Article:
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telnet 99.99.99.99 33491
Trying 99.99.99.99...
Connected to 99.99.99.99..
Escape character is '^]'
^]
telnet> close
Connection closed.

As you can see, the above telnet command shows port 33491 is open.

Running NMAP with -PN on that same IP and port shows it as closed:

root@Ubuntu:~# nmap -PN 99.99.99.99 -p33491
Starting Nmap 5.00 ( http://nmap.org ) at 2011-10-18 18:18 EDT
Interesting ports on xxx.com (99.99.99.99):
PORT      STATE    SERVICE
33491/tcp filtered unknown

Nmap done: 1 IP address (1 host up) scanned in 2.07 seconds

In the above example, telnet shows the port open, but NMAP shows the port as 'filtered' aka closed.

How can I get NMAP to show open ports for remote hosts (that disable ping)?

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Could it be UDP? nmap -sU -PN 99.99.99.99 -p33491 –  Alex Forbes Oct 19 '11 at 16:28
    
@al4: telnet 99.99.99.99 33491 uses TCP and succeeds. –  RedGrittyBrick Oct 19 '11 at 16:36

2 Answers 2

Nmap responding that a port is filtered does not mean that it is closed. It means that NMap is not able to make that determination - it could be either open or closed.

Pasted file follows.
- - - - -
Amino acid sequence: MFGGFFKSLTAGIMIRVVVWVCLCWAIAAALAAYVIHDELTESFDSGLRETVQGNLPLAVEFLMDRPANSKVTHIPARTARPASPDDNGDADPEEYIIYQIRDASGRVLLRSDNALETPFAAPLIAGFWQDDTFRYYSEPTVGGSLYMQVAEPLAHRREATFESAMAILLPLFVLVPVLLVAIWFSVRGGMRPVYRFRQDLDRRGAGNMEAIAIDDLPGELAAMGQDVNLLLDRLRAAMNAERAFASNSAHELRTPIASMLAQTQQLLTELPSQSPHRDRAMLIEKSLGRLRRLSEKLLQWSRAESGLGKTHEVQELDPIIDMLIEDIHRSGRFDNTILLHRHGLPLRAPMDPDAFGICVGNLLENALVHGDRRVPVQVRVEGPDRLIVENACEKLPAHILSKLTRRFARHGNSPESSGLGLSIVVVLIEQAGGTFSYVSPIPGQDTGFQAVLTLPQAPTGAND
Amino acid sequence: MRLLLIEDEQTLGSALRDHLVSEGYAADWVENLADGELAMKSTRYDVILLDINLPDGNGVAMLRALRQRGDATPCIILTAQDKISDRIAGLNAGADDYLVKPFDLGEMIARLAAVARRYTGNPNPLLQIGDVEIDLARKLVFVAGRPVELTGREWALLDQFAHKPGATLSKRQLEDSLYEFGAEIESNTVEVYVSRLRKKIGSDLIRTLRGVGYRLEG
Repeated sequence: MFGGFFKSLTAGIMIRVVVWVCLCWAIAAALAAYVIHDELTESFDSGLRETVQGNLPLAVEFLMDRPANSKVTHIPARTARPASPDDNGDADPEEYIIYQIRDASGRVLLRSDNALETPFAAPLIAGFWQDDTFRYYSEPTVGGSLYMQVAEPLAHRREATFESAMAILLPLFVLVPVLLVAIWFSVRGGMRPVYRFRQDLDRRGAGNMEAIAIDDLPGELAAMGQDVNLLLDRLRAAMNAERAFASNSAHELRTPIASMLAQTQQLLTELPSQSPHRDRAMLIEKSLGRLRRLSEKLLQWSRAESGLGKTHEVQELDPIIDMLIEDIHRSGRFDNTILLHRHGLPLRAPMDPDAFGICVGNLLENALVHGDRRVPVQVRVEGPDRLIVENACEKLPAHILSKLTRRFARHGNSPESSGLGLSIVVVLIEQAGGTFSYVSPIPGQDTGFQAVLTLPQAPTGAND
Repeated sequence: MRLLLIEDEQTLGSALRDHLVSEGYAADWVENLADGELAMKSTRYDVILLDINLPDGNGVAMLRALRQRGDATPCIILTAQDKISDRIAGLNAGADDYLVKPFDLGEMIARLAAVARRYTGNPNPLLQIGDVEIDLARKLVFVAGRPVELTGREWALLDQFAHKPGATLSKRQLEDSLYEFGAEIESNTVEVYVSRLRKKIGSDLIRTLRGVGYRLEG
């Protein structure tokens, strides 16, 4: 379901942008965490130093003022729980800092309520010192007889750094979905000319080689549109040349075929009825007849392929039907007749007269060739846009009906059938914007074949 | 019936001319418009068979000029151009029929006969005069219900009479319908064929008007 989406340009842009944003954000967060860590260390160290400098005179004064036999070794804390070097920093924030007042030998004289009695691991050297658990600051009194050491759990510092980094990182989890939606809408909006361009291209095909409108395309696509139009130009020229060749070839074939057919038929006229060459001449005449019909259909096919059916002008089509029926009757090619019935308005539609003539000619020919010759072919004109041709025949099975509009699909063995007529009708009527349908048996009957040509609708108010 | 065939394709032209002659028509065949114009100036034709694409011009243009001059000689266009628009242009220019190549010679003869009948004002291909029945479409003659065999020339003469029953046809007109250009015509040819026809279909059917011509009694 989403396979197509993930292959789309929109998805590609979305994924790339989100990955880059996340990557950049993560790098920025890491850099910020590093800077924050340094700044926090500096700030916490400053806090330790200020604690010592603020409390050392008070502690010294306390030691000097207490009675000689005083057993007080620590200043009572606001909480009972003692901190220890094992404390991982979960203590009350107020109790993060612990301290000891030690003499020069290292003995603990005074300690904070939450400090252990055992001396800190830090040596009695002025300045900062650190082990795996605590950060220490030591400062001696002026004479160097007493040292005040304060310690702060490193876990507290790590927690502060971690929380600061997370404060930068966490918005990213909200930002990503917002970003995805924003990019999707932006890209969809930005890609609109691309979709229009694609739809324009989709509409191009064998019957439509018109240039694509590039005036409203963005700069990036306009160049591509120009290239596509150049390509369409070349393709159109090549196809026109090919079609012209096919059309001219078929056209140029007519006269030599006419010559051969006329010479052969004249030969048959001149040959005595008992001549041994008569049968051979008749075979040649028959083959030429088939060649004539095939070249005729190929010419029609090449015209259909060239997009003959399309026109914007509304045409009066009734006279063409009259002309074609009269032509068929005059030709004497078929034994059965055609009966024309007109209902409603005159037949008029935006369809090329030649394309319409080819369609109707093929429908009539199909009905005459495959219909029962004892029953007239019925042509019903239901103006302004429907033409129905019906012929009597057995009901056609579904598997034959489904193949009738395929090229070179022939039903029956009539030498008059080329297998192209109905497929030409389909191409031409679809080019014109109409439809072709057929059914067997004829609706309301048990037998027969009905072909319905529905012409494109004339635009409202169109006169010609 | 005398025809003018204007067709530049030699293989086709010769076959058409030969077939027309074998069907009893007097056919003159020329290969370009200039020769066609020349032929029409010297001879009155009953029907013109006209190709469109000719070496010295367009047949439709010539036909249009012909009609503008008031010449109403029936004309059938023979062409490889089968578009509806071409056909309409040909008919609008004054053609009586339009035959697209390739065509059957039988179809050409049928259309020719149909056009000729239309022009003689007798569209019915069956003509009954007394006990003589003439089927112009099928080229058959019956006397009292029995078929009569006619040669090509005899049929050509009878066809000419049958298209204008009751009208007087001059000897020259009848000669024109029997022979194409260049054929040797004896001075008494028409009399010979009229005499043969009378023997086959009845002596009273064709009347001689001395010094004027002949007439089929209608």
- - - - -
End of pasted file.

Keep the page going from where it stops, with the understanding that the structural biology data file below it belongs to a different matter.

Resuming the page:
Per the manual Chapter 15

Filtered means that a firewall, filter, or other network obstacle is blocking the port so that Nmap cannot tell whether it is open or closed.

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filtered

Nmap cannot determine whether the port is open because packet filtering prevents its probes from reaching the port. The filtering could be from a dedicated firewall device, router rules, or host-based firewall software. These ports frustrate attackers because they provide so little information. Sometimes they respond with ICMP error messages such as type 3 code 13 (destination unreachable: communication administratively prohibited), but filters that simply drop probes without responding are far more common. This forces Nmap to retry several times just in case the probe was dropped due to network congestion rather than filtering. This slows down the scan dramatically.

You could ask nmap to try a TCP Connect ...

nmap -PN -sT -p 33491 example.com
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